1. Making Enquiries, or Causing Enquiries to be made
Local authorities must make enquiries, or cause others to do so, if they reasonably suspect an adult who meets the definition of an Adult at Risk (see The National Context, the Personalisation Agenda and Underlying Values and Principles) has needs for care and support, and is experiencing or at risk of abuse and neglect; and as a result of those care and support needs is unable to protect themselves from either risk of, or the experience of abuse or neglect.
An enquiry is the action taken or instigated by the Local Authority in response to a concern that abuse or neglect may be taking place. The objectives of an enquiry into abuse and neglect are to:
- Establish facts;
- Ascertain the individual’s views and wishes and seek consent;
- Assess the needs of the adult for protection, support and redress; and
- Make decisions as to what follow-up action should be taken with regard to the person responsible, or the organisation, for the abuse or neglect.
Making safeguarding personal means that safeguarding should be person led and outcome focused engaging people in determining how best to respond to their safeguarding situation. This involves a move away from process driven models of safeguarding. An enquiry can therefore be taken or instigated in a number of ways and should establish whether any further action needs to be taken to prevent or stop abuse or neglect and if so by whom. An enquiry could be:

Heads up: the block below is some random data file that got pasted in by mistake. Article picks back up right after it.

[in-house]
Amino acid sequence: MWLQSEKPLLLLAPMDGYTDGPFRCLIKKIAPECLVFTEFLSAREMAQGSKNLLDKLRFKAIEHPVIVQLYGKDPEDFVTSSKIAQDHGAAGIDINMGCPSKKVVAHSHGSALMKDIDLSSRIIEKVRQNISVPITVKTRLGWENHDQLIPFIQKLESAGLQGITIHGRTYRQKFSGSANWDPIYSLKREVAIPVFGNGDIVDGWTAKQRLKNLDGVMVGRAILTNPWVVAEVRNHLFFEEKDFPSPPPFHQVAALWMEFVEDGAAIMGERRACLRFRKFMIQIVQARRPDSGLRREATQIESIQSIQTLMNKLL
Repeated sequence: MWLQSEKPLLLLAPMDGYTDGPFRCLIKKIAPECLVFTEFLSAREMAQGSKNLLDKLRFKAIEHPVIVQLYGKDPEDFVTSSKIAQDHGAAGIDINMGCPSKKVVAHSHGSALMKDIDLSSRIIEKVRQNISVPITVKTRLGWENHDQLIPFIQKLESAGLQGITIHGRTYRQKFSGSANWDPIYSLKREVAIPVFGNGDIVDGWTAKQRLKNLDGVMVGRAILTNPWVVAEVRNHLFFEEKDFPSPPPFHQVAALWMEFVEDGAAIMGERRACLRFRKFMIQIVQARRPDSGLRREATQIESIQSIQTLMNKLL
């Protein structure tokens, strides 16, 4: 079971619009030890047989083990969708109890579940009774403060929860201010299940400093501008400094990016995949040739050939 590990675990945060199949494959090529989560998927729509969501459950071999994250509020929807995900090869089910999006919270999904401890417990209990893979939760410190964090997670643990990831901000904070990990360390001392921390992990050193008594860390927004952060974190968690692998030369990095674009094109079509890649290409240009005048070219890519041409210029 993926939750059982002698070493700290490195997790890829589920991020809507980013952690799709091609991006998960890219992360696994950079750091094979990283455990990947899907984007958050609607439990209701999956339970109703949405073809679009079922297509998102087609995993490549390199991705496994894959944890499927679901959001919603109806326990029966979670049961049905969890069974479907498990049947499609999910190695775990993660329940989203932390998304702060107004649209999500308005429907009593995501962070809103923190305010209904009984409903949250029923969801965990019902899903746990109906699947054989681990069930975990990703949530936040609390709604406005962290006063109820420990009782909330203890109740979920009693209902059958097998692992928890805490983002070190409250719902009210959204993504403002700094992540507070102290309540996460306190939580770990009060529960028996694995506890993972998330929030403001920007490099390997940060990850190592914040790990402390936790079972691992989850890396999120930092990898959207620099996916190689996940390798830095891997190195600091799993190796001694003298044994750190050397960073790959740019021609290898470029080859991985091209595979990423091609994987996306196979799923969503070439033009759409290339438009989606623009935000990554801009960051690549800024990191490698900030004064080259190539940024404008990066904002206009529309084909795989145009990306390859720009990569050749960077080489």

- Conversation/communication with the adult;
- Contact with a representative or advocate;
- Contact with a relative, service provider, professional;
- A formal multi-agency meeting, plan or similar course of action;
- A meeting of key individuals (formal and informal);
- An action delegated to a partner agency in light of their expertise, involvement or any duty they may have to act.
Central to the enquiry and what happens as a result of an enquiry should be the views of the adult concerned. If the adult has substantial difficulty in being involved, and where there is no one appropriate to support them, then the Local Authority must arrange for an independent advocate (see Advocacy in Safeguarding Procedure) to represent them for the purpose of facilitating their involvement.
The focus of an enquiry must be on improving the adult’s wellbeing and all those involved in an enquiry should work together to achieve that aim. This may include where appropriate consideration of other services that are available to Adults at Risk of abuse or neglect such as voluntary and community/charitable services.
The scope of an enquiry, who leads and its nature, and how long it takes will depend upon the particular circumstances. The adult should always be involved from the beginning of the enquiry unless there are exceptional circumstances that increase the risk of abuse.
The purpose of the enquiry is to decide whether or not the Local Authority or another organisation, or person, should do something to help and protect the adult. Where the Local Authority decide that another organisation should make the enquiry the Local Authority should be clear about timescales, the need to know the outcomes of the enquiry and what action will follow if this is not done. An escalation process has been introduced so that any enquirers not responded to can be raised at an appropriate level within individual partner agencies. The process is outlined in the Table (see Section 2 Stages in the Safeguarding Process).